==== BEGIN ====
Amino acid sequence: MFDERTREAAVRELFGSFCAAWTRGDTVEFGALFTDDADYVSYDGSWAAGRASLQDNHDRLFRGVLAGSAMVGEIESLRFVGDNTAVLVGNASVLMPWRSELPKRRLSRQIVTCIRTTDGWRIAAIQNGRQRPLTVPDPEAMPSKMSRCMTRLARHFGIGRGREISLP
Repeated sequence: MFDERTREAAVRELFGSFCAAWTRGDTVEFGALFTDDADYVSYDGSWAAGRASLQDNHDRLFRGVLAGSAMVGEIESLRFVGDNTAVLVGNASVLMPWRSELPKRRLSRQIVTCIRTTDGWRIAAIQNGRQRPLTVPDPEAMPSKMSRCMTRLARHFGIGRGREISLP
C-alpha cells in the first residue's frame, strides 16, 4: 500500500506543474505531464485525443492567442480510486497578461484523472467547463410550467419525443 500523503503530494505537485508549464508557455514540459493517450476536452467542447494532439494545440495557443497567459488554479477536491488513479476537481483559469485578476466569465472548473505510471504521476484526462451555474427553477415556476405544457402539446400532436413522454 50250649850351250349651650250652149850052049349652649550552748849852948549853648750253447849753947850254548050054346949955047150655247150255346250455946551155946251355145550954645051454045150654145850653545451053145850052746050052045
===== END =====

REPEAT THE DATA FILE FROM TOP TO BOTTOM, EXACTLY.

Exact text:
Amino acid sequence: MFDERTREAAVRELFGSFCAAWTRGDTVEFGALFTDDADYVSYDGSWAAGRASLQDNHDRLFRGVLAGSAMVGEIESLRFVGDNTAVLVGNASVLMPWRSELPKRRLSRQIVTCIRTTDGWRIAAIQNGRQRPLTVPDPEAMPSKMSRCMTRLARHFGIGRGREISLP
Repeated sequence: MFDERTREAAVRELFGSFCAAWTRGDTVEFGALFTDDADYVSYDGSWAAGRASLQDNHDRLFRGVLAGSAMVGEIESLRFVGDNTAVLVGNASVLMPWRSELPKRRLSRQIVTCIRTTDGWRIAAIQNGRQRPLTVPDPEAMPSKMSRCMTRLARHFGIGRGREISLP
C-alpha cells in the first residue's frame, strides 16, 4: 500500500506543474505531464485525443492567442480510486497578461484523472467547463410550467419525443 500523503503530494505537485508549464508557455514540459493517450476536452467542447494532439494545440495557443497567459488554479477536491488513479476537481483559469485578476466569465472548473505510471504521476484526462451555474427553477415556476405544457402539446400532436413522454 50250649850351250349651650250652149850052049349652649550552748849852948549853648750253447849753947850254548050054346949955047150655247150255346250455946551155946251355145550954645051454045150654145850653545451053145850052746050052045